• Organ Toxicity:
      • Myocardial ischemia / Infarction
      • Strokes
      • Seizures
      • AKI
      • Fulminant hepatic failure
      • Psychosis
    • Ecstasy or 3,4-methylenedioxy-methamphetamine (MDMA)
      • Can cause bruxism (sometimes severe dental damage w/ chronic use)
      • Hyponatremia resulting in cerebral edema.
    • Management:
      • Benzodiazepines + supportive measures.
      • Fluid repletion
      • Nutrition

    Cocaine

    • Potent stimulant
    • Inhaled, Oral, IV, Transmucosal
    • Classic sympathomimetic:
      • Tachycardia, hypertension, hyperthermia, psychomotor agitation.
    • Organ Toxicity:
      • Myocardia Ischemia / MI
      • Atrial/Ventricular Arrhythmias
      • Aortic Dissection / Rupture (from acute HTN0
      • Neuro: Seizures, Strokes, Bronchospasm
      • Pulmonary Edema / Alveolar Hemorrhage
      • Rhabdomyolysis.
    • Management:
      • Benzodiazepines for sympathomimetic symptoms.
      • CCB are considered safe + effective in lowering BP + HR.
      • Labetalol (for Hypertension) because it is non-selective alpha+beta blocker
        • Many experts caution against using Beta-Blockers --> can cause unapposed alpha-vasoconstriction --> more severe HTN. (claim not evidence based)
      • Myocardial Ischemia --> Nitroglycerin + ASA.
        • Plaque rupture / thrombosis possible, always rule out (consider angiography)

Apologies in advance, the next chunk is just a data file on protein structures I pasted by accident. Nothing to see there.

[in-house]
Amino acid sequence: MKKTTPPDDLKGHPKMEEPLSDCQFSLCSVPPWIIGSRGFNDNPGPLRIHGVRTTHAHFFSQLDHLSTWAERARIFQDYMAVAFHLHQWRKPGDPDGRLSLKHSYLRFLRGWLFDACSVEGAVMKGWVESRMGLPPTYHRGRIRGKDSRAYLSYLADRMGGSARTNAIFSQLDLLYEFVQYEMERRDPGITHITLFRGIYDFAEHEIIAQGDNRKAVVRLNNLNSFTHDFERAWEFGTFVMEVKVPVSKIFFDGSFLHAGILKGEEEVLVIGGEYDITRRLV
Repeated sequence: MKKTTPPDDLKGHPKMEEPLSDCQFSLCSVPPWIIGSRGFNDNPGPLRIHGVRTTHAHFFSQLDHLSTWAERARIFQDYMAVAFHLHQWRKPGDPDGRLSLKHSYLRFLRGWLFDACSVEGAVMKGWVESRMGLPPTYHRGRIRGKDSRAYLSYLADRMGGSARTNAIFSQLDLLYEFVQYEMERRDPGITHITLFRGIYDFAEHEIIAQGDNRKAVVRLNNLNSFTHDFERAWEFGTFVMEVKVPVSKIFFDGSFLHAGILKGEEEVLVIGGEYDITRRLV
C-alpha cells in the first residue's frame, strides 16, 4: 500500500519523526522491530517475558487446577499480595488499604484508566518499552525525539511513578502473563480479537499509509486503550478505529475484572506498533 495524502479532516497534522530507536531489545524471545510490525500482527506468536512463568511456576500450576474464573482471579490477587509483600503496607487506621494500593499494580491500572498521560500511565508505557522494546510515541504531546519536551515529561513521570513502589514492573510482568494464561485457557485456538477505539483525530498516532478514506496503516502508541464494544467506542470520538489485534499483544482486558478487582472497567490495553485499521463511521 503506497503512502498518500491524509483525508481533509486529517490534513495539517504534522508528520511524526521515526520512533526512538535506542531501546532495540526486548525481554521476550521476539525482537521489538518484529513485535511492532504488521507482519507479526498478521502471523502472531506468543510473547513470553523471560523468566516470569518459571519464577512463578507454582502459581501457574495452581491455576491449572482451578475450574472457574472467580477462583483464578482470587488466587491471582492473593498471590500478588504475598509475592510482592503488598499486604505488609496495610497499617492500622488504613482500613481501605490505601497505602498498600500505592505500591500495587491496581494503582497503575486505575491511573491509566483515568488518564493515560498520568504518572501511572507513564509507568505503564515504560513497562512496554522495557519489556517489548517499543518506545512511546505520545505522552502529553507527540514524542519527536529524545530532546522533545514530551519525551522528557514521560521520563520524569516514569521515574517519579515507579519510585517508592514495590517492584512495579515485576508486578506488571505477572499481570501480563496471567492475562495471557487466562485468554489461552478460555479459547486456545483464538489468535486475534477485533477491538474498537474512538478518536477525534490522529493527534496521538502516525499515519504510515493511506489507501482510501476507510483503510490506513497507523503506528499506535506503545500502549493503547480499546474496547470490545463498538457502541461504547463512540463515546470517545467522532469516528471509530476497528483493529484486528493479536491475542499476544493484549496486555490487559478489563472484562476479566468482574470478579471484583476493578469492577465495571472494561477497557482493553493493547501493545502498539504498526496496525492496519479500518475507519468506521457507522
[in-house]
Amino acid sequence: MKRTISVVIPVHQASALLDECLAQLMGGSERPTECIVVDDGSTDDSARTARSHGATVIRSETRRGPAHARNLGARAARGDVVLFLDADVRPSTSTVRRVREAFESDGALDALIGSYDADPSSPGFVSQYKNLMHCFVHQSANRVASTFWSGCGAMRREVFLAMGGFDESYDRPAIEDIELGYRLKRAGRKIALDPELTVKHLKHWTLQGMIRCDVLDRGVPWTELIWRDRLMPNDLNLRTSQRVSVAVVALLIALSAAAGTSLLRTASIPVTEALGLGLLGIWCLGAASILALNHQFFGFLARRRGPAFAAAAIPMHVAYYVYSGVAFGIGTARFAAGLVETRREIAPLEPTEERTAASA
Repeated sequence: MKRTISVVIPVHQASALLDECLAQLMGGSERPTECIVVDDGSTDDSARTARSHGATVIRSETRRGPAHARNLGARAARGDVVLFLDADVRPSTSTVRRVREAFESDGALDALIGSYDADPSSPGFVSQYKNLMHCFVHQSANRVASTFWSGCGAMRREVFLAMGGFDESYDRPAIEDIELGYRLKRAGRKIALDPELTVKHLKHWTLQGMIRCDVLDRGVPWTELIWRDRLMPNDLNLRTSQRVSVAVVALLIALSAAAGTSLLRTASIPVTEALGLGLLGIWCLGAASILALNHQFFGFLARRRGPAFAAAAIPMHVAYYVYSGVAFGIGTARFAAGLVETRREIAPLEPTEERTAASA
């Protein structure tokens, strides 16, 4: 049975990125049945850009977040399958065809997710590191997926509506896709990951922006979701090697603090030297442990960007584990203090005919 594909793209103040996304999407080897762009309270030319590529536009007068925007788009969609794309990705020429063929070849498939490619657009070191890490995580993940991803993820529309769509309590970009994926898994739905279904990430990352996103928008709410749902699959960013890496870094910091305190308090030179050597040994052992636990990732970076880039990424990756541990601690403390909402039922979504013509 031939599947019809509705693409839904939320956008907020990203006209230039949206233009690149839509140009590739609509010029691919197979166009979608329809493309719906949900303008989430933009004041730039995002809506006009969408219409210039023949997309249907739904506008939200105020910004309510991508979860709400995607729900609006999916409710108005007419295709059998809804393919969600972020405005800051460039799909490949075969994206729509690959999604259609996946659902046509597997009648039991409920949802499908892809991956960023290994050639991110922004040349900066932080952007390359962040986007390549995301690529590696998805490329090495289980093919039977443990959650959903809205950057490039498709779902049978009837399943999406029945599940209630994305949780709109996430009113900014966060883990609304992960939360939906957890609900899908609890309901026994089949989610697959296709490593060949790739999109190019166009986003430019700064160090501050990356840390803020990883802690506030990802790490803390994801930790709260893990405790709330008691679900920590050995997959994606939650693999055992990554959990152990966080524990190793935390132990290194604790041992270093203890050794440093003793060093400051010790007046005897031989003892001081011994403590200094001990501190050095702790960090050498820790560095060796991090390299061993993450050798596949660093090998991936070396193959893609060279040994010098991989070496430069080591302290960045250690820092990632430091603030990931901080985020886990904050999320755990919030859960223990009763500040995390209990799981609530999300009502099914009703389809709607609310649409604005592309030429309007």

Therapeutic Drug Overdoses

    • See Table Below!  Here are some notable common overdoses:

     

    Acetaminophen

    • Toxic dose: 7.5g in 8h period.  (nomogram available for serum levels at 4h mark).
    • Effect:
      • Acute hepatitis  --> fulminant hepatic failure.
    • Treatment:
      • N-Acetylcysteine (oral or IV)!!!
      • Charcoal (if <4hrs of ingestion)
      • If fulminant hepatic failure (see fulminant hepatic failure)
        • ---> Contact hepatology for transplant consideration ASAP!

          Chronic Acetaminophen Use:

    • If malnourished and get 4g/day of acetaminophen, can get toxic (target <2g/day)
    • Pyroglutamic acid
    • Treatment:
      • D/C acetaminophen
      • isotonic NS
      • NAC can be delivered 

     

    Benzodiazepines

    • Toxic dose is variable.
    • Flumazenil can reverse resp depression in benzo overdose, but rarely given due to risk of seizures in chronic benzo users.
    • Benzo overdose usually does not cause life-threatening respiratory depression without co-ingestion of other drugs (i.e. narcotics).
    • Management:
      • Monitor, airway/hemodynamic support if needed.
      • Antitode: Flumazenil (but rarely used: risk of seizures in those that chronically abuse benzodiazepines)